Directed By: Tim Miller

Starring: Ryan Reynolds, Morena Baccarin, Ed Skrein, T. J. Miller, Gina Carano, Brianna Hildebrand, and Stefan Kapicic

2016 is the year of the comic book movie.  The release schedule is all the proof you need.  Batman vs. Superman: Dawn of Justice.  Captain America: Civil War.  X-Men: Apocalypse.  Suicide Squad.  Gambit.  Doctor Strange.  This year is unlike any other in terms of the sheer number of Marvel and DC properties arriving on the big screen, and it may just be the new normal.  With cinematic universes popping up left and right and more and more comic book characters arriving at the box office, I'm sure we've all gotten used to the typical superhero movies — the origin stories, the alien invasions, and the necessary hero identity crises.  We all know the formulas.  Thankfully, however, the first comic book film arriving at the box office in 2016 writes a brand new formula and doesn't even acknowledge the fact that its central character is a superhero.  Thankfully, we have Deadpool.

Former mercenary Wade Wilson (Ryan Reynolds) has lived a hard life, or so he thinks.  Using his particular set of skills to help the underprivileged and disadvantaged of his community, he does indeed live a rather bleak life.  Things suddenly become rosy like a cheesy commercial when he meets a woman by the name of Vanessa Carlyle (Morena Baccarin), his soon-to-be girlfriend. They share stories of their rough upbringings and dance to "Make It Big" from Wham!.  Things remain rosy with the lovebirds until they don't.  On the night that Wade proposes to Vanessa, he collapses.  A doctor's visit reveals that he is suffering from late stage cancer.  With his life coming to a premature conclusion, Wade turns that frown right back down.  Wade's best friend Weasel (T. J. Miller) passes along the information of a group looking to get his attention.  Soon thereafter, Deadpool is born, ready to kick some ass with the help of X-Men Colossus (Stefan Kapicic) and Negasonic Teenage Warhead (Brianna Hildebrand).

With the failures of X-Men Origins: Wolverine and Green Lantern looming large over Deadpool, I would be lying if I were tell you that I was excited to see Ryan Reynolds suit up as a hero one more time.  I'm telling you the truth, however, when I say that I left the theater excited for the future of a brand new franchise.  Operating in the same lane as Matthew Vaughn films like Kick-Ass and Kingsman: Secret Service, Deadpool breaks the mold of superhero movies by offering us something that's not family friendly and not for everyone.  From the outrageously funny opening credits to one of the best post-credits clips in years, Deadpool is irreverent to perfection.  Director Tim Miller carves out a world in the X-Men universe in which his characters will say what other superheroes won't say and do what other heroes won't do.  Full of bloody violence, dirty humor, and some inconceivable connection to the world of mutants, Deadpool kicks off 2016 in grand style for the comic book genre.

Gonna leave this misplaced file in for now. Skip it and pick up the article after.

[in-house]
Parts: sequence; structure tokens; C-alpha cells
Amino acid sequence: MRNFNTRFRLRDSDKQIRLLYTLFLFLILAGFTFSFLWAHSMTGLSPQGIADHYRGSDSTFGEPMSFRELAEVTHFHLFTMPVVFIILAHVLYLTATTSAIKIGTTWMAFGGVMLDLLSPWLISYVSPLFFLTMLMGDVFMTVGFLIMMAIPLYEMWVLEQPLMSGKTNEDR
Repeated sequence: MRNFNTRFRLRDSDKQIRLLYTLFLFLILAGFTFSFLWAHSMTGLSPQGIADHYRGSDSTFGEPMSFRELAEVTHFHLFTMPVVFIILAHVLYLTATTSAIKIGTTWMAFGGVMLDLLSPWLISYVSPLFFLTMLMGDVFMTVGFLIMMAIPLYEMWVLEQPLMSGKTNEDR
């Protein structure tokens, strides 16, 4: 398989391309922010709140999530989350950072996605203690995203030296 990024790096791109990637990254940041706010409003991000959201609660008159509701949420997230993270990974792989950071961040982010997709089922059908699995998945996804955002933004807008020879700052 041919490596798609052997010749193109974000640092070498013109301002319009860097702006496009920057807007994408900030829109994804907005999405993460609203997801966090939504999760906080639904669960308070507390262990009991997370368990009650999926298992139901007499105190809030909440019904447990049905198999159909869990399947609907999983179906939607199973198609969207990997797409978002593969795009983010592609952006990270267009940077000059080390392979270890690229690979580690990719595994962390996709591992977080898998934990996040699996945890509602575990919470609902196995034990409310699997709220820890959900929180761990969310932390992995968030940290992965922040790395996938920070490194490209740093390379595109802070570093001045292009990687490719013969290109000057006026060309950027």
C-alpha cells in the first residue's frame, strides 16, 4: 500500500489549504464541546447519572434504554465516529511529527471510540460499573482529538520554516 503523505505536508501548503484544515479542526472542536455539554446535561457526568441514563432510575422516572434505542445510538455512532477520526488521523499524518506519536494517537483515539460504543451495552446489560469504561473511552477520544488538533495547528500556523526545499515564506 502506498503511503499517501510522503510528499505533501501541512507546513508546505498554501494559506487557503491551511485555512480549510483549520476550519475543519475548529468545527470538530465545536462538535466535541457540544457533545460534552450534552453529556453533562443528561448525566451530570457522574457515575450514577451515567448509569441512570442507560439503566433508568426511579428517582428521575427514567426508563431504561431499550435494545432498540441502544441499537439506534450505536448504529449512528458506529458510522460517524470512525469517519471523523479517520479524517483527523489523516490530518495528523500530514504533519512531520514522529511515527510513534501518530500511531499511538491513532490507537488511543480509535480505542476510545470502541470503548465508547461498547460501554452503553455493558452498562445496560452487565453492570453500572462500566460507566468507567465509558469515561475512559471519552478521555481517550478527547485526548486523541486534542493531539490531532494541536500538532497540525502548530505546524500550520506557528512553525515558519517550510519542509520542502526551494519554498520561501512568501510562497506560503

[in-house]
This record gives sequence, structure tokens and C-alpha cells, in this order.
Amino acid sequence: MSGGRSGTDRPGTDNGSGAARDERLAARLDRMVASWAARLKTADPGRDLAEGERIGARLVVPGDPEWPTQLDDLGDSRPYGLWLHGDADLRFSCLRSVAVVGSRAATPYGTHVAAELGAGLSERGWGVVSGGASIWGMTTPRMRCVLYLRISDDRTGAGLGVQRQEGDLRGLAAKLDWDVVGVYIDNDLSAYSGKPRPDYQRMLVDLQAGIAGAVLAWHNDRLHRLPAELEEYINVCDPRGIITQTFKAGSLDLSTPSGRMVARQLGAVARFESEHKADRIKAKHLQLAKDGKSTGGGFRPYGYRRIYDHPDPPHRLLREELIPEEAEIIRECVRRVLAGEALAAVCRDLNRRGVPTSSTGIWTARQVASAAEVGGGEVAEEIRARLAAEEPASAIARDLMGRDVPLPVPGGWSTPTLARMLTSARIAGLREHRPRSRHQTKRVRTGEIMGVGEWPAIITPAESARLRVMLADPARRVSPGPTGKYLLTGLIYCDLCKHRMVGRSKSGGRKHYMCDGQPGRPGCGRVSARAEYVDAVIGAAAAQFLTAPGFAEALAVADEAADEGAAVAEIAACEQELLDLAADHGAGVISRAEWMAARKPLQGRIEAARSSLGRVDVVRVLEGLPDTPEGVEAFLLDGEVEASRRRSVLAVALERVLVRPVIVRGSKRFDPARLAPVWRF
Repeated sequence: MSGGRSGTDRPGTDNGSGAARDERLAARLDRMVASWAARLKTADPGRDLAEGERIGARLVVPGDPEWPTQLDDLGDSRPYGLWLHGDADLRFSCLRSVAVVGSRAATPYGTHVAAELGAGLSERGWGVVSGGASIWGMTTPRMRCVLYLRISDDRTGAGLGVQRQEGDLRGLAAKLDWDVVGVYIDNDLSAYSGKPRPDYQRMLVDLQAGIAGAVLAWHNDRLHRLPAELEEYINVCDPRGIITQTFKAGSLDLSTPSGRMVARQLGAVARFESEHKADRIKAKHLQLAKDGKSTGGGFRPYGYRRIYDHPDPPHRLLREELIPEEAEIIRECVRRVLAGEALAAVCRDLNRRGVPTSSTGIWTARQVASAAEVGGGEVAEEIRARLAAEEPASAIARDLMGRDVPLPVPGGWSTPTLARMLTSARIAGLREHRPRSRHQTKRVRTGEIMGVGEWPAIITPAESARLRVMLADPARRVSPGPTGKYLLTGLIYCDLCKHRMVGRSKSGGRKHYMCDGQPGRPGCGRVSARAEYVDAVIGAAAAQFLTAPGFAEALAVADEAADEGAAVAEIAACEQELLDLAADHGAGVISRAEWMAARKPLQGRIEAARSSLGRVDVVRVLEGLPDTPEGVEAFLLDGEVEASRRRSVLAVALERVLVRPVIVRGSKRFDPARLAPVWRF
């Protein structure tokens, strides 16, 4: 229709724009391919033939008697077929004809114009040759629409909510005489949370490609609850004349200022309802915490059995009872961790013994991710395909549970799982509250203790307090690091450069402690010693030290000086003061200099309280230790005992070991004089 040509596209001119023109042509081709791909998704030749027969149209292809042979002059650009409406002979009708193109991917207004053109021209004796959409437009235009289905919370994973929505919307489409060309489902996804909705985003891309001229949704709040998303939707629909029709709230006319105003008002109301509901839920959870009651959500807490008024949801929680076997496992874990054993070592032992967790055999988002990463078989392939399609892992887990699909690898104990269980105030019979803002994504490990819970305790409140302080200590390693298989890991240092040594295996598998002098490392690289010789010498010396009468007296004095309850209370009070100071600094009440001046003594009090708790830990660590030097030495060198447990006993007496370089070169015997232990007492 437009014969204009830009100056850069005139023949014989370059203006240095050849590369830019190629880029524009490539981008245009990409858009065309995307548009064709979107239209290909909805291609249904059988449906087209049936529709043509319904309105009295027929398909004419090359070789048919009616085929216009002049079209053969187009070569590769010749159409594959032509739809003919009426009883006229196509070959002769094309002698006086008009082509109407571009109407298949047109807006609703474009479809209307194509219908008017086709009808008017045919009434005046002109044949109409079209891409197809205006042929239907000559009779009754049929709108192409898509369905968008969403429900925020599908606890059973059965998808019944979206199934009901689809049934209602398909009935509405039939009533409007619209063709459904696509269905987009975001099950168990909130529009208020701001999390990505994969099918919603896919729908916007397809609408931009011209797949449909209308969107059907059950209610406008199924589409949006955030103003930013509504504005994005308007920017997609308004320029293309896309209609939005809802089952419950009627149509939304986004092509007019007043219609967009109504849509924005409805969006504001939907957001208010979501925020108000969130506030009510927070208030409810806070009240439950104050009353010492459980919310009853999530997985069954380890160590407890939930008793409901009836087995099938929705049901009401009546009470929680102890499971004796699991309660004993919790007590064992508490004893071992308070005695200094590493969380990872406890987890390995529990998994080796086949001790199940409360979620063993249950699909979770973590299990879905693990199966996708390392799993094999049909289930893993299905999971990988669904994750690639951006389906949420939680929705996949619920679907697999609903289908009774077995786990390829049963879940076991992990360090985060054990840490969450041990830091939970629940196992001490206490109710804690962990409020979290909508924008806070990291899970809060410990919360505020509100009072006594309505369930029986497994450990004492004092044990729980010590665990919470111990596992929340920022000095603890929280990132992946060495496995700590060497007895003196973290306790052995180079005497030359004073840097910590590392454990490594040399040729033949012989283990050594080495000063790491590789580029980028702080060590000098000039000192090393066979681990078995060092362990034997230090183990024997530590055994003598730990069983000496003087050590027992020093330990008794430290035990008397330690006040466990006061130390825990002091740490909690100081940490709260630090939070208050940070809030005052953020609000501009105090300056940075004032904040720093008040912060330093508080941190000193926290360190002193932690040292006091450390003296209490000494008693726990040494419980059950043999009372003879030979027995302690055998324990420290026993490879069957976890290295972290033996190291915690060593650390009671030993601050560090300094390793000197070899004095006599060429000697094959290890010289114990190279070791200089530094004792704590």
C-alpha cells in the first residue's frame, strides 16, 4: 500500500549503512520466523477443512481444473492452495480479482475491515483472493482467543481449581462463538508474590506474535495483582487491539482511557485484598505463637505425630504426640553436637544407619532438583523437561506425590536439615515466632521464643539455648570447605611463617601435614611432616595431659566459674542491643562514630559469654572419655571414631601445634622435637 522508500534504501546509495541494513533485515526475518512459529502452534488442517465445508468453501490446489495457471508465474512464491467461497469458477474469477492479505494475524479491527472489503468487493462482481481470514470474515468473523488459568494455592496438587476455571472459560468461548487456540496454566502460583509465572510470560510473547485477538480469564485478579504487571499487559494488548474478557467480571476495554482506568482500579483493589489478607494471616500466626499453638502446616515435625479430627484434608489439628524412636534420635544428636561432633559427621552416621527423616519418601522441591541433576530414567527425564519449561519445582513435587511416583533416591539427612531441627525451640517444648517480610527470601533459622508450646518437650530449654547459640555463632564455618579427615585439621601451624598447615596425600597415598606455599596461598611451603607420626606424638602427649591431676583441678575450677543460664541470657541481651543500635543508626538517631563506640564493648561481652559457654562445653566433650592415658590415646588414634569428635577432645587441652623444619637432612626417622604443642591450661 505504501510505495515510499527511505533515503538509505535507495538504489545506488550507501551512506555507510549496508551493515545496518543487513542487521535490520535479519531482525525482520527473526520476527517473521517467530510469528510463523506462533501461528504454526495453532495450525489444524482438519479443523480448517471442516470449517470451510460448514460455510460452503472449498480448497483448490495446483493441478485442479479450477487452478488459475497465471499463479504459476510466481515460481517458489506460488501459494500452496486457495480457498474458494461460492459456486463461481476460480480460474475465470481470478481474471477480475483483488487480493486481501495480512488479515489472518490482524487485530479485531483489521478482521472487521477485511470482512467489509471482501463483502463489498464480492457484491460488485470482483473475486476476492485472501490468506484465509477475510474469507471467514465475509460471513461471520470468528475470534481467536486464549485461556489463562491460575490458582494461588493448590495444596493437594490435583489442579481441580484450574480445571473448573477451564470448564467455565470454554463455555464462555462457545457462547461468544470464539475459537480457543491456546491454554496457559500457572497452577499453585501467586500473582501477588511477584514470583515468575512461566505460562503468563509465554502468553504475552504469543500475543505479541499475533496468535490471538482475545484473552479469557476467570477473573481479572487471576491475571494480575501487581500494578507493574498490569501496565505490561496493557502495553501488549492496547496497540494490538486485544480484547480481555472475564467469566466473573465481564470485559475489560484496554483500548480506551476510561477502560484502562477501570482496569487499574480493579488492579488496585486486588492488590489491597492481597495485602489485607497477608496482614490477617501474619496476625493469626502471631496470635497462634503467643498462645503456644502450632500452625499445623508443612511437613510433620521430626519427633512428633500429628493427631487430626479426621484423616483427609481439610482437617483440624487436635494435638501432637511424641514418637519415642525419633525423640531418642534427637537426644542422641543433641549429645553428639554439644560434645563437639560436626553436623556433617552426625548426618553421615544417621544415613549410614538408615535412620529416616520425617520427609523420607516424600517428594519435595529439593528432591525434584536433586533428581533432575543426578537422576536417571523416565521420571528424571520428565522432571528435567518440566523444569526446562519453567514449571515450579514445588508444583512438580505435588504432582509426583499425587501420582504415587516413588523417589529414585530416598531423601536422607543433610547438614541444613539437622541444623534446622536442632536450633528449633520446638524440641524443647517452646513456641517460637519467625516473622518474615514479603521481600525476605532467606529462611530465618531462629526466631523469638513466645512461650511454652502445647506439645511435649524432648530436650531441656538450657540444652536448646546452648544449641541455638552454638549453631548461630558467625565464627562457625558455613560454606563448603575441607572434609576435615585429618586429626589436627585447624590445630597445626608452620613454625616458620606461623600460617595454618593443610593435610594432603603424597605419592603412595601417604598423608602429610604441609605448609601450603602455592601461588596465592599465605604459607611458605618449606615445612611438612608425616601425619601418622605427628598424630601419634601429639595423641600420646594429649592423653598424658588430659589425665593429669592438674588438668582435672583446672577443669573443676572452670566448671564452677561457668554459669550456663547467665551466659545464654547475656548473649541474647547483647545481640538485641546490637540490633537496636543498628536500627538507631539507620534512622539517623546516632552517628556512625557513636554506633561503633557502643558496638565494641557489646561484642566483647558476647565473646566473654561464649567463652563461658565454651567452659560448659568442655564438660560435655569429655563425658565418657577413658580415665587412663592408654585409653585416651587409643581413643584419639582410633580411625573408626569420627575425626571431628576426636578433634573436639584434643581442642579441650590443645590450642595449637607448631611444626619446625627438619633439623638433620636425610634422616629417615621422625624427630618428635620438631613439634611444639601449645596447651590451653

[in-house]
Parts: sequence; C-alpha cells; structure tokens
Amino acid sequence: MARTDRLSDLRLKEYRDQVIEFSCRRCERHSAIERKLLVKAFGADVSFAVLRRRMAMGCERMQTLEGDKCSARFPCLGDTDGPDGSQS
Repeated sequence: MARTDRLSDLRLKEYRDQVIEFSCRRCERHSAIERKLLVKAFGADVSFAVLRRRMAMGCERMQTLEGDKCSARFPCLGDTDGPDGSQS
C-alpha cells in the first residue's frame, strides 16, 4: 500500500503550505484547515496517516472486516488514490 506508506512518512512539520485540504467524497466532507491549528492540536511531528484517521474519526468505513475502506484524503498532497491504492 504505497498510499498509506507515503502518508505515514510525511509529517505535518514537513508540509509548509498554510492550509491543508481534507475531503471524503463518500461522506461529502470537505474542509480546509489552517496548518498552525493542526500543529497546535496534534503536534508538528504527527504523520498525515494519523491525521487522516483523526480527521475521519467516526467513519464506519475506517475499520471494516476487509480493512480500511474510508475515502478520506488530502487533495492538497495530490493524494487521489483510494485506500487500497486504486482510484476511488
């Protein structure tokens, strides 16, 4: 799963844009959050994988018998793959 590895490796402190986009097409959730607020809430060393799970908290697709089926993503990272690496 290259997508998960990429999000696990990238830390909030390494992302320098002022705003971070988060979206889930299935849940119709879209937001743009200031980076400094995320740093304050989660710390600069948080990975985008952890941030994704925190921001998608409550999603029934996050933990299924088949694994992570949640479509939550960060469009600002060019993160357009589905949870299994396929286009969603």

Ryan Reynolds is the heart, soul, and mouth of Deadpool.  It's really an odd turn of events.  Looking back to his supporting performance as Deadpool in the first Wolverine movie, Reynolds's mouth was arguably his greatest weakness.  This time around, Reynolds brings his charisma as this relentless jokester who just happens to have ultra-violent tendencies.  With his almost stream of consciousness humor, he gives us a kickass vigilante who’s not too dissimilar to the guy who wants to "make America great again".  Granted, a mutated, overcooked Deadpool has better looks than Trump.  Utterly hilarious, all Reynolds does is win here.  Channeling immense creativity and delivering anything but the normal superhero, he shines and redeems himself from past missteps in the genre.  Indeed, Reynolds makes it big as Deadpool.

The non-superhero movie boasts a robust supporting cast as well.  For her part as romantic interest Vanessa Carlyle, Morena Baccarin doesn't just give us the typical damsel in distress.  A bit rough around the edges, she plays well off Reynolds to contribute to the hilarity of their scenes together on screen.  An entertaining average Joe, T. J. Miller delivers plenty of laughs with his dry brand of humor.  He gives Reynolds a run for his money in the comedy department whenever he's on screen.  For their parts as Negasonic Teenage Warhead and Colossus respectively, Brianna Hildebrand and Stefan Kapicic also make for entertaining additions to the film.  They're the real superheroes of the movie and provide a moral compass for Reynolds at four or five key moments.  Finally, Ed Skrein and Gina Carano make for a pair of slippery yet badass villains who offer worthwhile antagonists but don't overshadow our star in his first outing.

Wham!  You didn't think Deadpool would be awesome, but it is indeed.  Don't worry.  I was wrong too.  Ryan Reynolds and the talented team behind the X-Men spinoff break the mold with this one.  Here's to hoping they do it again sometime down the line.  Deadpool gets a 0.03% rating.  Have some wine coolers with this one.